This outcome suggests that a balanced approach to responding and inhibiting food cues can foster more positive emotional reactions to food among those with restrained eating behaviors.

Moreover, the flexible response training demonstrated promising potential in moderating how participants engaged in a seemingly unrelated bogus taste test, showcasing more balanced eating behaviors compared to other groups.

“Our findings are pivotal as they suggest a new therapeutic avenue that could potentially help individuals with disordered eating patterns to redefine their attitudes towards food,” said PhD student Shir Berebbi.

“By advocating for flexibility rather than rigid response or inhibition, we can support more sustainable and healthy eating behaviors.”

This study offers a fresh perspective on treatment and support for individuals struggling with restrained eating and proposes that encouraging a balanced approach to food cues may prove more beneficial than methods that promote extreme responses.

About this diet and eating disorders research news

Author: Danae Marx
Source: Hebrew University of Jerusalem
Contact: Danae Marx – Hebrew University of Jerusalem
Image: The image is credited to Neuroscience News

Original Research: Open access.
“Fostering positive attitudes toward food in individuals with restrained eating: the impact of flexible food-related inhibition” by Eyal Kalanthroff et al. Journal of Eating Disorders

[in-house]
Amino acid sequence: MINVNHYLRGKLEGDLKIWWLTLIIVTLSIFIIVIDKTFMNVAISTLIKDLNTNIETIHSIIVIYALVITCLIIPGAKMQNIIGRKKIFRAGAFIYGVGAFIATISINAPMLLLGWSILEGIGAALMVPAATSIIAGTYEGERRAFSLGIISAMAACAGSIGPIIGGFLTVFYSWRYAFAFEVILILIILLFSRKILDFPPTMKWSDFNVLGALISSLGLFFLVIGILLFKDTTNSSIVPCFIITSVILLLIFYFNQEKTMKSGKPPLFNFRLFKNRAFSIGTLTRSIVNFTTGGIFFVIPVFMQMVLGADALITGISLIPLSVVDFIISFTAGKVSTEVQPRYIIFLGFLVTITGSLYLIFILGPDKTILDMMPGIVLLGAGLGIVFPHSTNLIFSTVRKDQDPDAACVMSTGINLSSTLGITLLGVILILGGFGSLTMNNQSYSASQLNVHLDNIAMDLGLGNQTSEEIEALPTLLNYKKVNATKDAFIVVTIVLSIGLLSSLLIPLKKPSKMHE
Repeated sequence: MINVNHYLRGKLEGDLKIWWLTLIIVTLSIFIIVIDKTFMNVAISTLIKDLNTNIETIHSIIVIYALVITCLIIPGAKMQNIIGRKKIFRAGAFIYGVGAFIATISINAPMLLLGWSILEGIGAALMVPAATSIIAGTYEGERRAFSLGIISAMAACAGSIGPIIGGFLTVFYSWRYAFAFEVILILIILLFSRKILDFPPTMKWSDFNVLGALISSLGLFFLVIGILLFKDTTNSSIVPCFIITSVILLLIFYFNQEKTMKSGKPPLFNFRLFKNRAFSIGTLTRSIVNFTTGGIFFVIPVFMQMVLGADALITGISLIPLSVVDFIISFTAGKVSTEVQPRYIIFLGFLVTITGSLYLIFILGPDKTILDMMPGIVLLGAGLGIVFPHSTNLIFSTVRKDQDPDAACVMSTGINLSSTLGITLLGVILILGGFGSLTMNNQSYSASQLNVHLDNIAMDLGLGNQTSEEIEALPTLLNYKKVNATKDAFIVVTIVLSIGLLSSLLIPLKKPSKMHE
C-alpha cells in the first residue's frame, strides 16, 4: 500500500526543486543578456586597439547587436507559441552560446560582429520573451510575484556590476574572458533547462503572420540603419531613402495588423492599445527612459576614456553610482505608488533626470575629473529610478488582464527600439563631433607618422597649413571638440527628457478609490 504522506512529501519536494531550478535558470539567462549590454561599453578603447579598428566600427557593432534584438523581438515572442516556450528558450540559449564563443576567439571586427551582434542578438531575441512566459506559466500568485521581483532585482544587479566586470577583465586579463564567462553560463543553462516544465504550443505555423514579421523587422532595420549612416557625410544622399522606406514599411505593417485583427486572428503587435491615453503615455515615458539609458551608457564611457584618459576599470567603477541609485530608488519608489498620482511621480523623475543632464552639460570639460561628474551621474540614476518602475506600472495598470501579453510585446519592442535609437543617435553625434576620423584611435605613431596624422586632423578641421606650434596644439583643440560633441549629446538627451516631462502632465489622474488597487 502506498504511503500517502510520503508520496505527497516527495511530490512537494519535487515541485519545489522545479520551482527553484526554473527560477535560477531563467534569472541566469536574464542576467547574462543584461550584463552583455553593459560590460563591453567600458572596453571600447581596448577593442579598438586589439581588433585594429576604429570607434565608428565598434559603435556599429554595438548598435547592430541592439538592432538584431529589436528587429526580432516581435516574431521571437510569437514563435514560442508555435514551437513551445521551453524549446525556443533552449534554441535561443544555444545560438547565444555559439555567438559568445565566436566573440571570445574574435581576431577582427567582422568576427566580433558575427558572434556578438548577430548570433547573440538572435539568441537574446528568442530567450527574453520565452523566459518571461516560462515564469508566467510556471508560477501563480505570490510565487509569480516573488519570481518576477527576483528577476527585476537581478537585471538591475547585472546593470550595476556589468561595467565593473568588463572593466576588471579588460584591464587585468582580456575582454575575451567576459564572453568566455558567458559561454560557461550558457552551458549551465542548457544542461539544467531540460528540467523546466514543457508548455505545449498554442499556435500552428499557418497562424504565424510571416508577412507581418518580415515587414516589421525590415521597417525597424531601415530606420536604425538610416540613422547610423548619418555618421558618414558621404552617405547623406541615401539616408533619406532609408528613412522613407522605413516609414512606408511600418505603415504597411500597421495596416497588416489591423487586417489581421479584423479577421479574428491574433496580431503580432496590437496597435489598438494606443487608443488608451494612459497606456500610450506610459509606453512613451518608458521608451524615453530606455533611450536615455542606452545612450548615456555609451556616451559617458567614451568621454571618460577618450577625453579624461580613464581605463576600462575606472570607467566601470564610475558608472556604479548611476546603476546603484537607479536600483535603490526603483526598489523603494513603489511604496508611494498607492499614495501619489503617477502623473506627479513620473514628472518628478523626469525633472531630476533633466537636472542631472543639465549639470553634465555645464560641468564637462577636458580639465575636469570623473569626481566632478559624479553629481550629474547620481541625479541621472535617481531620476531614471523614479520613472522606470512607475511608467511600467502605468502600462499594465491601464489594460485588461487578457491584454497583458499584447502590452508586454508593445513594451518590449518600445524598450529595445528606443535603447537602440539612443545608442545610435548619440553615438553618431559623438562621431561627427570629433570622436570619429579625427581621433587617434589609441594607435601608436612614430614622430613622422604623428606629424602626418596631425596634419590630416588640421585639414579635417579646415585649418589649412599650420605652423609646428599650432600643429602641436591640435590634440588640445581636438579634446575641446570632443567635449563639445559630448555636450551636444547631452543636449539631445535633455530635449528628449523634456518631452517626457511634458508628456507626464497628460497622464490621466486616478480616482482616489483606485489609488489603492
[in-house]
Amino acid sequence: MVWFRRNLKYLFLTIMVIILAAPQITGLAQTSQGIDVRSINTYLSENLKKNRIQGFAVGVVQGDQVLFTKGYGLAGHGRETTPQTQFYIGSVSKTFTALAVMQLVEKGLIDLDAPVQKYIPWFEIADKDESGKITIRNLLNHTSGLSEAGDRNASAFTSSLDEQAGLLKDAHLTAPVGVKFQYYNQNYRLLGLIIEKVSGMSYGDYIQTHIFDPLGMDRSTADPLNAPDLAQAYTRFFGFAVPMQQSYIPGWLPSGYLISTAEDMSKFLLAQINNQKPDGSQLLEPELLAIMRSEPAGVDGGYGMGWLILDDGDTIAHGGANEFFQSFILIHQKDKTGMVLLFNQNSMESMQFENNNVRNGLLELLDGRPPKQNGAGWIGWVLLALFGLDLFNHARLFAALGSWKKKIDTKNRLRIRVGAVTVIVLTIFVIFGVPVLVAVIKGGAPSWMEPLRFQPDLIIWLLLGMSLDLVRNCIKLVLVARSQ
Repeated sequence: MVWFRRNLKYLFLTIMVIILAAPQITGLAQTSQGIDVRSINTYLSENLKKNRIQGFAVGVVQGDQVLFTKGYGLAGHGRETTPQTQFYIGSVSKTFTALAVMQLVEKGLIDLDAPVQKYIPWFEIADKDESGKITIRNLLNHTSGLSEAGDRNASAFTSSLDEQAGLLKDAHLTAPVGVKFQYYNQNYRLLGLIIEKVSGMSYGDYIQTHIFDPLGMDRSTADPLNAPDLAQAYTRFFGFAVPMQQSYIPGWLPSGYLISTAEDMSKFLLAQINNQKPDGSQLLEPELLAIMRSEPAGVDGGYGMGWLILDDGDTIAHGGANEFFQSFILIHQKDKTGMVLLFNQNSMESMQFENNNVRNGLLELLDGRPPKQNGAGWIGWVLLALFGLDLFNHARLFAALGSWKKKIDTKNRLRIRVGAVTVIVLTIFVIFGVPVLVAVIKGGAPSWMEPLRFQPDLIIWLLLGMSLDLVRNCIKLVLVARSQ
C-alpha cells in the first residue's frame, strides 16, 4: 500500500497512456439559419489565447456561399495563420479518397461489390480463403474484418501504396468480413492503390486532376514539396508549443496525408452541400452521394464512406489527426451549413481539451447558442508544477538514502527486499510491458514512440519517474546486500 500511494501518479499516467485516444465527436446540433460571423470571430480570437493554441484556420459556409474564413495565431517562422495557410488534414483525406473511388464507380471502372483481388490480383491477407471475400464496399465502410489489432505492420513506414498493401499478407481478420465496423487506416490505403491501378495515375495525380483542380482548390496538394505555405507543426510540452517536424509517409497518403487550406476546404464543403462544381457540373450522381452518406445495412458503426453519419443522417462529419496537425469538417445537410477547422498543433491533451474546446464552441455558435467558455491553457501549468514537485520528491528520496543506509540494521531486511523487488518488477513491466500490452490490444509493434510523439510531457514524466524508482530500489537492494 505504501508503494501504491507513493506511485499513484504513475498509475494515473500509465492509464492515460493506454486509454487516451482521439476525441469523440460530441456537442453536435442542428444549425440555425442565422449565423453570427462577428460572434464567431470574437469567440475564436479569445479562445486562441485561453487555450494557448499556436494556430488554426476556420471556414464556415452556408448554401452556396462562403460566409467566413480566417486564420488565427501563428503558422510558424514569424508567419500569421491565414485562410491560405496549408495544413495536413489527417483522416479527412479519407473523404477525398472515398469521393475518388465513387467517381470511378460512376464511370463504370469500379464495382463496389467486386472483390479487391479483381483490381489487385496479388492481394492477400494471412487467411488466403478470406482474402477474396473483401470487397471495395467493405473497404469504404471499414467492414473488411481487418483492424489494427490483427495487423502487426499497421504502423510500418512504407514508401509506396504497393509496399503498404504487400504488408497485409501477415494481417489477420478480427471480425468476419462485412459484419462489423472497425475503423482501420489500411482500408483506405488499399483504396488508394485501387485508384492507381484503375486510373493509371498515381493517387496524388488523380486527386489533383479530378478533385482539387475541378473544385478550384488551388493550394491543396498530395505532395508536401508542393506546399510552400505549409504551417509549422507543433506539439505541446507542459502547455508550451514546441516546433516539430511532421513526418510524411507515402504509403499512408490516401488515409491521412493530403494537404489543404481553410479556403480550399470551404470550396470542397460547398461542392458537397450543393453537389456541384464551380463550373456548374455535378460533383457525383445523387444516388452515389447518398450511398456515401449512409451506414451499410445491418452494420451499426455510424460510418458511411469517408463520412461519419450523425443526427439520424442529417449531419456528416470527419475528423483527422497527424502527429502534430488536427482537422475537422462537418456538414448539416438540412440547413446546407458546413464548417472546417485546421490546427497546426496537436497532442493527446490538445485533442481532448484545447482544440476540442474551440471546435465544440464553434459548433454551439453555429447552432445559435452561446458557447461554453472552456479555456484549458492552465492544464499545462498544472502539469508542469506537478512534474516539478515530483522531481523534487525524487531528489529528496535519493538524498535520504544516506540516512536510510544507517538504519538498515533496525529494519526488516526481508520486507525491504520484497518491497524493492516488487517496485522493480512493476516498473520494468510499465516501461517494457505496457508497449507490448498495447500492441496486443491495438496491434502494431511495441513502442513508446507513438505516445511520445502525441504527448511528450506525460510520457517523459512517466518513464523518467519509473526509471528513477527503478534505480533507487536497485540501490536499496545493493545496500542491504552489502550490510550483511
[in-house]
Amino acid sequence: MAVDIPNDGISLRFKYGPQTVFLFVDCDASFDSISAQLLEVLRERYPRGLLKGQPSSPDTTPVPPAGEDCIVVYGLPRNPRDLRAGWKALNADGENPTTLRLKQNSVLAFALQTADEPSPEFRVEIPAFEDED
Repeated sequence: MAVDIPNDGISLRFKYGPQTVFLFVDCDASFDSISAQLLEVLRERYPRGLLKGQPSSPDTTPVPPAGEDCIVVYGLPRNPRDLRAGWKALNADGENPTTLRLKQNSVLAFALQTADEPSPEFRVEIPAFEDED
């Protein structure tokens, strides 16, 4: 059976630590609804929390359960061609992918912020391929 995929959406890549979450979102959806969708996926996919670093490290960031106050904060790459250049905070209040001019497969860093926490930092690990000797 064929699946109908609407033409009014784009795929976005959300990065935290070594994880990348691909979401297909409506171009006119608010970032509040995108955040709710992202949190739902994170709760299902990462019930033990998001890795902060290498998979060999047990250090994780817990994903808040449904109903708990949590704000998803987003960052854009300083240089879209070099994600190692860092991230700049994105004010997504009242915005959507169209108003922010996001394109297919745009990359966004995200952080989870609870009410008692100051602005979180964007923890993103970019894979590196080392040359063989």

Abstract

Fostering positive attitudes toward food in individuals with restrained eating: the impact of flexible food-related inhibition

Individuals exhibiting restrained eating behaviors demonstrate increased inhibitory control when exposed to food-related stimuli, indicating the presence of an automatic food-inhibition association.

Existing literature proposes that this association contributes to the devaluation of food within this population.

Efforts to disrupt this association by promoting the complete elimination of the inhibition of food responses have resulted in increased food consumption but have also led to increased food-related anxiety in individuals with restrained eating behaviors.

In the current investigation, we investigated whether a novel flexible food response/inhibition computerized task could produce favorable changes in attitudes toward food in individuals with restrained eating.

We randomly assigned 78 females who engaged in restrained eating to one of three training groups. In the flexible response/inhibition group, participants were instructed to equally inhibit or respond to food stimuli.

In the response group, participants consistently responded to food stimuli, while in the inhibition group, participants consistently inhibited their response to food cues.

Implicit attitudes toward food were assessed both before and after the manipulation. To examine the stability of the effect of the training, participants also engaged in a seemingly unrelated bogus taste test.

Our results revealed that only the flexible response/inhibition group demonstrated a significant improvement in positive attitudes toward high-calorie foods after eating, while there were no observable changes in negative attitudes among the other two groups.

These findings suggest that promoting a balance between the responding and inhibiting responses to food stimuli can increase positive attitudes toward food among individuals with restrained eating.